How LinkedIn algorithm changes affect your business

For the past couple of years, I’ve helped manage social media for a national organization. A few weeks ago, I was reviewing its LinkedIn engagement numbers when I noticed something strange – the numbers had gone down significantly compared to the week before. Keeping an eye on it, I noticed this pattern continued the week after, and the week after that. All told, this company’s engagement stats dropped by about two-thirds compared to less than a month ago. I knew something was up and began researching to see if the LinkedIn algorithm recently changed. Well, my hunch was right – other social media experts were noticing the same thing. For small- and medium-sized businesses, this means it is now more difficult to get views for your organic (i.e., non-paid) posts. Though LinkedIn (and Facebook, Twitter, Instagram, and Google) don’t share much information about how their algorithms work, there are things you can try to get more current and potential clients seeing your posts again. Keep reading to learn a few things you can start doing right away.

Create posts that encourage commenting

Think of posting on LinkedIn like having a conversation. Would you rather chat with someone that is speaking AT you or TO you? Whether by posting a thought-provoking question, making a poll, or telling a story, posts that make your followers want to leave comments longer than “congratulations!” or “awesome!” do two things:
  • Tells the LinkedIn algorithm people are interested in your content.
  • Makes posts your followers comment on appear on their connections’ feeds.

Boost your dwell time

Dwell time is a little-known, yet useful way LinkedIn determines whether people find your content engaging or if they skip right past it and onto the next post. According to LinkedIn, it considers two types of dwell time: “First, there is dwell time ‘on the feed,’ which starts measuring when at least half of a feed update is visible as a member scrolls through their feed. Second, there is dwell time ‘after the click,’ which is the time spent on content after clicking on an update in the feed.” In short, the longer people read/engage with your posts, the more likely they are to appear on other’s feeds.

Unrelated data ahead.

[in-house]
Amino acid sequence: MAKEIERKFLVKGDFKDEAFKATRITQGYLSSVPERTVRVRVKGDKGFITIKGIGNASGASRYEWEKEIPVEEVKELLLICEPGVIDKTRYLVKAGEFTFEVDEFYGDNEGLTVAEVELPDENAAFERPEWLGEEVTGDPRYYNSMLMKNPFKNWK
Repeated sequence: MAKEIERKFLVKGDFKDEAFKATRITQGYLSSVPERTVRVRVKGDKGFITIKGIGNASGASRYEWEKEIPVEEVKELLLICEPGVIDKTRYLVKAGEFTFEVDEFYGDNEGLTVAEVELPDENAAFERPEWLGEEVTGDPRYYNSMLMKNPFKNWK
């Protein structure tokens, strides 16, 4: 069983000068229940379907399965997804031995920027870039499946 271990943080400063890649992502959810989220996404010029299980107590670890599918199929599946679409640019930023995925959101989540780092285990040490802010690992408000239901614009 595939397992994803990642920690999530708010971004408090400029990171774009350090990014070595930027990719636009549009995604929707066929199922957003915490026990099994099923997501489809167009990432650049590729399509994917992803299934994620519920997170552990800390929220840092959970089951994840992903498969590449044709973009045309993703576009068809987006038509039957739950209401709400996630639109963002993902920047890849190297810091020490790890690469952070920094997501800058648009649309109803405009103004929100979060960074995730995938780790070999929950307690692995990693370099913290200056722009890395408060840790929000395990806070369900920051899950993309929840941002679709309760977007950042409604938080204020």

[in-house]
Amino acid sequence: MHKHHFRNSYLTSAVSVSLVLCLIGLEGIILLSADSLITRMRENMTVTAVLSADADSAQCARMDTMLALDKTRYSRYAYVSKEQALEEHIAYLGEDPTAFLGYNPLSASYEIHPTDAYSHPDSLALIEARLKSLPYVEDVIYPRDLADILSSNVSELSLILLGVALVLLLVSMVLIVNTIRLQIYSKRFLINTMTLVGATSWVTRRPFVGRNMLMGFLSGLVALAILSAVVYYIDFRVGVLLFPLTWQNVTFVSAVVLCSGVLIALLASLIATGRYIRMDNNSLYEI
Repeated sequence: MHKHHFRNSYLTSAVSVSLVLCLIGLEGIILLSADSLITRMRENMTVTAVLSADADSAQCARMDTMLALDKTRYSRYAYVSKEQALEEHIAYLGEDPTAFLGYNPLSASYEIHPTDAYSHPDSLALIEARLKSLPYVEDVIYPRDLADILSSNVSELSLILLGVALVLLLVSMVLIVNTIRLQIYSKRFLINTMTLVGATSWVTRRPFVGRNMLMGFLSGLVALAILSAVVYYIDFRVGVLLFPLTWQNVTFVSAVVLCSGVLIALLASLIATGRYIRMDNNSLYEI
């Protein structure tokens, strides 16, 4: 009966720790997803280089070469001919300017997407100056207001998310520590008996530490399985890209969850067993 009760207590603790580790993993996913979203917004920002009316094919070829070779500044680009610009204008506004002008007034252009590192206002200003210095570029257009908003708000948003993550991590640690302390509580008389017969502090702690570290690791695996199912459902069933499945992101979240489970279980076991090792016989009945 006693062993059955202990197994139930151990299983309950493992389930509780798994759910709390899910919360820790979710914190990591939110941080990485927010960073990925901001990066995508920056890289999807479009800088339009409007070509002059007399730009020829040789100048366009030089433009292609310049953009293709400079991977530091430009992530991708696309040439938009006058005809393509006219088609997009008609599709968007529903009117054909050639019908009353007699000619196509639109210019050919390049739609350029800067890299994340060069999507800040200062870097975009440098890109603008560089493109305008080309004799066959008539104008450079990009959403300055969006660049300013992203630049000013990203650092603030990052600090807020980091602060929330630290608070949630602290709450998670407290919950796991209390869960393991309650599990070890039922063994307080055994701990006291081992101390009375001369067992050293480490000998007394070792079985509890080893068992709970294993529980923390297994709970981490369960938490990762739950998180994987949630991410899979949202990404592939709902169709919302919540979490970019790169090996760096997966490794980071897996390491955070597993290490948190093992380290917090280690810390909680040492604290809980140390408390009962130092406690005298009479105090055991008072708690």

Share content natively

Instead of sharing external links, upload your photos and videos directly to LinkedIn. If you have a company blog, consider publishing one blog post on LinkedIn as a test and see if that makes a difference for your engagement numbers.

Post “naturally” and consistently

Posting regularly can potentially do great things for overall engagement. But, do not post at the same time every day. Mixing it up may, over time, help you determine when your audience is most active and expose your posts to different followers if they use the ‘Recent’ Sort By filter on their feeds.

Turn employees – and yourself – into ambassadors

While company pages are there to reach current and potential clients, consider sharing engaging content from your business on your personal LinkedIn page and encourage your employees to do the same. Becoming ambassadors for your company means reaching an audience larger than the one that follows your company page.


If you have noticed your company’s LinkedIn engagement numbers decreasing, do not be discouraged. Think of this as an opportunity to experiment with new posting techniques and strategies, rethink what and when you are posting, and turn your employees into champions for your business. Contact us if you’d like help with your social media strategy.